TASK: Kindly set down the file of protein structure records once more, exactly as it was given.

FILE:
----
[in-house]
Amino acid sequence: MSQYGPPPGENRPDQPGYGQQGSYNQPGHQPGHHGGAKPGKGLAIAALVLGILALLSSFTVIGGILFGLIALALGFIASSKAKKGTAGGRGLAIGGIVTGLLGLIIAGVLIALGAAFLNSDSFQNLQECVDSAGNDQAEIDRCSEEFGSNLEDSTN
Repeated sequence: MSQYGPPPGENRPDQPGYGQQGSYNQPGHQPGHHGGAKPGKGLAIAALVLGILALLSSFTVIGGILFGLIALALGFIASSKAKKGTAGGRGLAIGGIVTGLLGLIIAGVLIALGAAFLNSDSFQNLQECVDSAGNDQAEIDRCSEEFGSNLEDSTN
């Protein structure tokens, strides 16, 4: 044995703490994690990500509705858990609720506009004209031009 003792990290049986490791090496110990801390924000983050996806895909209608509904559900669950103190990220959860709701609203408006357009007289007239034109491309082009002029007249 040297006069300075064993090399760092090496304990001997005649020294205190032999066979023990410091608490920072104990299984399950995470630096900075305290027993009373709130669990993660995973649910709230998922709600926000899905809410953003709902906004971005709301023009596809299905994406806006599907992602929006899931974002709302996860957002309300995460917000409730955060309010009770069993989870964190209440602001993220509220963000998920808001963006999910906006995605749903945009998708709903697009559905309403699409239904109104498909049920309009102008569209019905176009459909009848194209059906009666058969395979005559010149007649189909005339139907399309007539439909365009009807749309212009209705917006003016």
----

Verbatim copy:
[in-house]
Amino acid sequence: MSQYGPPPGENRPDQPGYGQQGSYNQPGHQPGHHGGAKPGKGLAIAALVLGILALLSSFTVIGGILFGLIALALGFIASSKAKKGTAGGRGLAIGGIVTGLLGLIIAGVLIALGAAFLNSDSFQNLQECVDSAGNDQAEIDRCSEEFGSNLEDSTN
Repeated sequence: MSQYGPPPGENRPDQPGYGQQGSYNQPGHQPGHHGGAKPGKGLAIAALVLGILALLSSFTVIGGILFGLIALALGFIASSKAKKGTAGGRGLAIGGIVTGLLGLIIAGVLIALGAAFLNSDSFQNLQECVDSAGNDQAEIDRCSEEFGSNLEDSTN
């Protein structure tokens, strides 16, 4: 044995703490994690990500509705858990609720506009004209031009 003792990290049986490791090496110990801390924000983050996806895909209608509904559900669950103190990220959860709701609203408006357009007289007239034109491309082009002029007249 040297006069300075064993090399760092090496304990001997005649020294205190032999066979023990410091608490920072104990299984399950995470630096900075305290027993009373709130669990993660995973649910709230998922709600926000899905809410953003709902906004971005709301023009596809299905994406806006599907992602929006899931974002709302996860957002309300995460917000409730955060309010009770069993989870964190209440602001993220509220963000998920808001963006999910906006995605749903945009998708709903697009559905309403699409239904109104498909049920309009102008569209019905176009459909009848194209059906009666058969395979005559010149007649189909005339139907399309007539439909365009009807749309212009209705917006003016």